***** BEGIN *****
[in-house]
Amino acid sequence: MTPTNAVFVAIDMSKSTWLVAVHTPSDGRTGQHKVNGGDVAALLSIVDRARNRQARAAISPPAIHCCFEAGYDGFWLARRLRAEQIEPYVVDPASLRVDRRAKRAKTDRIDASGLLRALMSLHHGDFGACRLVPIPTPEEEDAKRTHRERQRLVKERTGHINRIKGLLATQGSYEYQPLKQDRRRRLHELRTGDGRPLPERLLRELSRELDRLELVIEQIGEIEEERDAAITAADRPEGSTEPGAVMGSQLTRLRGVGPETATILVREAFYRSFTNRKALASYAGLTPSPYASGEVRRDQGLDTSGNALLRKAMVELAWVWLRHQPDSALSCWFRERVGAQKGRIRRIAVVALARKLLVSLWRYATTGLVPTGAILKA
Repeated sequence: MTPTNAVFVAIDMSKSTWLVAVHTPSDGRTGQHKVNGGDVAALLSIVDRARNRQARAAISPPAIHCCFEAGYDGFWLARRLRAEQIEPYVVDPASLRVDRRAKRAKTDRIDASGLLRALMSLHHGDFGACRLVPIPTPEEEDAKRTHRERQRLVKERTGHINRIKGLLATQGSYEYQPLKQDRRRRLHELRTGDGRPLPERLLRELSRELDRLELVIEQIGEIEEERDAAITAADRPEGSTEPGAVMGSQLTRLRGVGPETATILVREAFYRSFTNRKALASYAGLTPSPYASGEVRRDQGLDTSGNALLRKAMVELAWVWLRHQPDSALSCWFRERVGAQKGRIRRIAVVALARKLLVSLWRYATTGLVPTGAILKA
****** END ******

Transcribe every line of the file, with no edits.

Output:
[in-house]
Amino acid sequence: MTPTNAVFVAIDMSKSTWLVAVHTPSDGRTGQHKVNGGDVAALLSIVDRARNRQARAAISPPAIHCCFEAGYDGFWLARRLRAEQIEPYVVDPASLRVDRRAKRAKTDRIDASGLLRALMSLHHGDFGACRLVPIPTPEEEDAKRTHRERQRLVKERTGHINRIKGLLATQGSYEYQPLKQDRRRRLHELRTGDGRPLPERLLRELSRELDRLELVIEQIGEIEEERDAAITAADRPEGSTEPGAVMGSQLTRLRGVGPETATILVREAFYRSFTNRKALASYAGLTPSPYASGEVRRDQGLDTSGNALLRKAMVELAWVWLRHQPDSALSCWFRERVGAQKGRIRRIAVVALARKLLVSLWRYATTGLVPTGAILKA
Repeated sequence: MTPTNAVFVAIDMSKSTWLVAVHTPSDGRTGQHKVNGGDVAALLSIVDRARNRQARAAISPPAIHCCFEAGYDGFWLARRLRAEQIEPYVVDPASLRVDRRAKRAKTDRIDASGLLRALMSLHHGDFGACRLVPIPTPEEEDAKRTHRERQRLVKERTGHINRIKGLLATQGSYEYQPLKQDRRRRLHELRTGDGRPLPERLLRELSRELDRLELVIEQIGEIEEERDAAITAADRPEGSTEPGAVMGSQLTRLRGVGPETATILVREAFYRSFTNRKALASYAGLTPSPYASGEVRRDQGLDTSGNALLRKAMVELAWVWLRHQPDSALSCWFRERVGAQKGRIRRIAVVALARKLLVSLWRYATTGLVPTGAILKA